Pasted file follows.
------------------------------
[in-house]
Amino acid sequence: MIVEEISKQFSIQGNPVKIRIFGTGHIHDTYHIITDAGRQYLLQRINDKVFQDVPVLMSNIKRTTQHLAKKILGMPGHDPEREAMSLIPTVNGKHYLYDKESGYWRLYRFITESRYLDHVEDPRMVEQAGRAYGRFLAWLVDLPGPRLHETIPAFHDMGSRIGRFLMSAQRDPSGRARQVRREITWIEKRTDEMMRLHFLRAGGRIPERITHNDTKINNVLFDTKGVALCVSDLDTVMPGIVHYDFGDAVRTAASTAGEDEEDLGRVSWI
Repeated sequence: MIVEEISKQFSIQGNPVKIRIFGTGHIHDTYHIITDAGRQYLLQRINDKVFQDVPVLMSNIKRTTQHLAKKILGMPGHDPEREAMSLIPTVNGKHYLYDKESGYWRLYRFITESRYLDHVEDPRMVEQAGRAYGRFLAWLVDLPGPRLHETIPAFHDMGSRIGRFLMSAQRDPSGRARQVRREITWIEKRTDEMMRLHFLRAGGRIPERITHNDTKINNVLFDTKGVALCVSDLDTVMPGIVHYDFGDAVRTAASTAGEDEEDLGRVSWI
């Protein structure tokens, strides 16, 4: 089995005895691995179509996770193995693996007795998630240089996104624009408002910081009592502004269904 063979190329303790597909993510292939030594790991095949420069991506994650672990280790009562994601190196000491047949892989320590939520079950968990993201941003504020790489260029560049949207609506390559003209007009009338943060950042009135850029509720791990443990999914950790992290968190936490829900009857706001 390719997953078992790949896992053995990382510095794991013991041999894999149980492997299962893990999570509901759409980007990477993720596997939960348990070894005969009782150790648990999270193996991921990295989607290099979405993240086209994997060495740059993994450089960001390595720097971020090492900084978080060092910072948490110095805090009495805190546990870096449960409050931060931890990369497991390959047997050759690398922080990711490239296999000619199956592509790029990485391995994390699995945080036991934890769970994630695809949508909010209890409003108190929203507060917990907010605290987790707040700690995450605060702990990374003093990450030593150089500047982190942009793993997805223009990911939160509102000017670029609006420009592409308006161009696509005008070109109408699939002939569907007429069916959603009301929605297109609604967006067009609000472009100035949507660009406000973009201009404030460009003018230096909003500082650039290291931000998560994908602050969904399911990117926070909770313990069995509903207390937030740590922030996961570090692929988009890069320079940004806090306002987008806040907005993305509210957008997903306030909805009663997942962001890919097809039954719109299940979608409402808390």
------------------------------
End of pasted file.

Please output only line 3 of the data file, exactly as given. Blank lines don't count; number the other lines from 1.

Repeated sequence: MIVEEISKQFSIQGNPVKIRIFGTGHIHDTYHIITDAGRQYLLQRINDKVFQDVPVLMSNIKRTTQHLAKKILGMPGHDPEREAMSLIPTVNGKHYLYDKESGYWRLYRFITESRYLDHVEDPRMVEQAGRAYGRFLAWLVDLPGPRLHETIPAFHDMGSRIGRFLMSAQRDPSGRARQVRREITWIEKRTDEMMRLHFLRAGGRIPERITHNDTKINNVLFDTKGVALCVSDLDTVMPGIVHYDFGDAVRTAASTAGEDEEDLGRVSWI